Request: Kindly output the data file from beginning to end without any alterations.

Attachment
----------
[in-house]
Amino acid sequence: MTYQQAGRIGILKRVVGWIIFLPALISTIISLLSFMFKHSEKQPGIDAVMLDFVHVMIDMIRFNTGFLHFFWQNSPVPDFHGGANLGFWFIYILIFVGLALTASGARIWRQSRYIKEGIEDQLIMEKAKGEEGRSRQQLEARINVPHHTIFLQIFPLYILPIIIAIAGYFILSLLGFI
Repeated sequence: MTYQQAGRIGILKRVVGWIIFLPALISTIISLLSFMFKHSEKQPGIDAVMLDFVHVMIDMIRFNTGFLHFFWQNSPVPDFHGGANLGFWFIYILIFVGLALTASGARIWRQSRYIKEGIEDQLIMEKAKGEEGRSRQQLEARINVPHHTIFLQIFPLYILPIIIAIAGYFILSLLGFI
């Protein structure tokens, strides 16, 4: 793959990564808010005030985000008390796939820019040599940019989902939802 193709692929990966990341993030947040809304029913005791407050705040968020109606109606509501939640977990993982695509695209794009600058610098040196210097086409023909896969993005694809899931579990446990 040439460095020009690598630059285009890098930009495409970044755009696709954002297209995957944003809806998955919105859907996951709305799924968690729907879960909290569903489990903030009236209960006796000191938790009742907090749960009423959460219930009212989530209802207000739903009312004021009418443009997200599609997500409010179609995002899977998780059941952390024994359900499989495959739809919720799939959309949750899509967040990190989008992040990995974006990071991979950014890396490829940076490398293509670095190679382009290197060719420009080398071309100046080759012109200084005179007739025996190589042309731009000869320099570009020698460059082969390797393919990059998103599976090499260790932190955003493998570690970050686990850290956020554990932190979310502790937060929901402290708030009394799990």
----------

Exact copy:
[in-house]
Amino acid sequence: MTYQQAGRIGILKRVVGWIIFLPALISTIISLLSFMFKHSEKQPGIDAVMLDFVHVMIDMIRFNTGFLHFFWQNSPVPDFHGGANLGFWFIYILIFVGLALTASGARIWRQSRYIKEGIEDQLIMEKAKGEEGRSRQQLEARINVPHHTIFLQIFPLYILPIIIAIAGYFILSLLGFI
Repeated sequence: MTYQQAGRIGILKRVVGWIIFLPALISTIISLLSFMFKHSEKQPGIDAVMLDFVHVMIDMIRFNTGFLHFFWQNSPVPDFHGGANLGFWFIYILIFVGLALTASGARIWRQSRYIKEGIEDQLIMEKAKGEEGRSRQQLEARINVPHHTIFLQIFPLYILPIIIAIAGYFILSLLGFI
């Protein structure tokens, strides 16, 4: 793959990564808010005030985000008390796939820019040599940019989902939802 193709692929990966990341993030947040809304029913005791407050705040968020109606109606509501939640977990993982695509695209794009600058610098040196210097086409023909896969993005694809899931579990446990 040439460095020009690598630059285009890098930009495409970044755009696709954002297209995957944003809806998955919105859907996951709305799924968690729907879960909290569903489990903030009236209960006796000191938790009742907090749960009423959460219930009212989530209802207000739903009312004021009418443009997200599609997500409010179609995002899977998780059941952390024994359900499989495959739809919720799939959309949750899509967040990190989008992040990995974006990071991979950014890396490829940076490398293509670095190679382009290197060719420009080398071309100046080759012109200084005179007739025996190589042309731009000869320099570009020698460059082969390797393919990059998103599976090499260790932190955003493998570690970050686990850290956020554990932190979310502790937060929901402290708030009394799990």